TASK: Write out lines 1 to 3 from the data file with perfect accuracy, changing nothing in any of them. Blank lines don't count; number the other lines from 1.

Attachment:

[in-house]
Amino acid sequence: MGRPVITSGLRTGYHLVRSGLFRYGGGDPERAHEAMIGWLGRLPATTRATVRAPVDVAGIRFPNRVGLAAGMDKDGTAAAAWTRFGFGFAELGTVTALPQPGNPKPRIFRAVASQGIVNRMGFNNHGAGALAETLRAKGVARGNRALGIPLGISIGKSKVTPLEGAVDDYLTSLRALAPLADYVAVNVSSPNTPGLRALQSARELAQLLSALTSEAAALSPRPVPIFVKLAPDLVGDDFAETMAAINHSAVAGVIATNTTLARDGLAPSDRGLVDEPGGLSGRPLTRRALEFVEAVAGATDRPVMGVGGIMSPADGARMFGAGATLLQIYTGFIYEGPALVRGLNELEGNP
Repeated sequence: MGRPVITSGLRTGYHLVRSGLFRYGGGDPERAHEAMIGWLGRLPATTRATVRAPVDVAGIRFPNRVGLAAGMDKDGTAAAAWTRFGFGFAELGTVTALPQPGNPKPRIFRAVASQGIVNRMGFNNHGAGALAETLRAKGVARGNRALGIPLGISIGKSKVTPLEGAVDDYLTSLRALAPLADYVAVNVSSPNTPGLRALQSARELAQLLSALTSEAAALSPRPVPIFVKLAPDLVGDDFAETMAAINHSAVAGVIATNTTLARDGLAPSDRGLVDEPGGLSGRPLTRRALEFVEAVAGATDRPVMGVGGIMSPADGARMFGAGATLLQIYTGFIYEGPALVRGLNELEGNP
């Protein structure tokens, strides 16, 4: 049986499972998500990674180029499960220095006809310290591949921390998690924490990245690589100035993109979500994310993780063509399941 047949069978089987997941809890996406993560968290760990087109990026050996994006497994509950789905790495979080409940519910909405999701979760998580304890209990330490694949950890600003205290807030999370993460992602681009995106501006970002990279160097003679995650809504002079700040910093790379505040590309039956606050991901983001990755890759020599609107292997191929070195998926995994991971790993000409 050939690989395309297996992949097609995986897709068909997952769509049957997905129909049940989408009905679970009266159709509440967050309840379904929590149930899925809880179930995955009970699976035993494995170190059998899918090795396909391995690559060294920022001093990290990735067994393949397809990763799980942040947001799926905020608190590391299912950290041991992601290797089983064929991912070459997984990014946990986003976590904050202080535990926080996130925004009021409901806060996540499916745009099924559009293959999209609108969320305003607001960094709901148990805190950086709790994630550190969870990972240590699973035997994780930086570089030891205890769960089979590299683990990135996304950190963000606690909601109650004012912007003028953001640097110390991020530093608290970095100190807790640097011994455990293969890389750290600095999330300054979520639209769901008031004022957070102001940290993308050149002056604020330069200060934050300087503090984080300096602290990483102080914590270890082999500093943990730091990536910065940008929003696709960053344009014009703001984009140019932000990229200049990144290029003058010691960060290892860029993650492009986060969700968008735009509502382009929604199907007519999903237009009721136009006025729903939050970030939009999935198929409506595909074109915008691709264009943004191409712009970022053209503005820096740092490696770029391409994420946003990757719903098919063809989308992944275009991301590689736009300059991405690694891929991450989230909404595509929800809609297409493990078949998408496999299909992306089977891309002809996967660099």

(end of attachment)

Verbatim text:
[in-house]
Amino acid sequence: MGRPVITSGLRTGYHLVRSGLFRYGGGDPERAHEAMIGWLGRLPATTRATVRAPVDVAGIRFPNRVGLAAGMDKDGTAAAAWTRFGFGFAELGTVTALPQPGNPKPRIFRAVASQGIVNRMGFNNHGAGALAETLRAKGVARGNRALGIPLGISIGKSKVTPLEGAVDDYLTSLRALAPLADYVAVNVSSPNTPGLRALQSARELAQLLSALTSEAAALSPRPVPIFVKLAPDLVGDDFAETMAAINHSAVAGVIATNTTLARDGLAPSDRGLVDEPGGLSGRPLTRRALEFVEAVAGATDRPVMGVGGIMSPADGARMFGAGATLLQIYTGFIYEGPALVRGLNELEGNP
Repeated sequence: MGRPVITSGLRTGYHLVRSGLFRYGGGDPERAHEAMIGWLGRLPATTRATVRAPVDVAGIRFPNRVGLAAGMDKDGTAAAAWTRFGFGFAELGTVTALPQPGNPKPRIFRAVASQGIVNRMGFNNHGAGALAETLRAKGVARGNRALGIPLGISIGKSKVTPLEGAVDDYLTSLRALAPLADYVAVNVSSPNTPGLRALQSARELAQLLSALTSEAAALSPRPVPIFVKLAPDLVGDDFAETMAAINHSAVAGVIATNTTLARDGLAPSDRGLVDEPGGLSGRPLTRRALEFVEAVAGATDRPVMGVGGIMSPADGARMFGAGATLLQIYTGFIYEGPALVRGLNELEGNP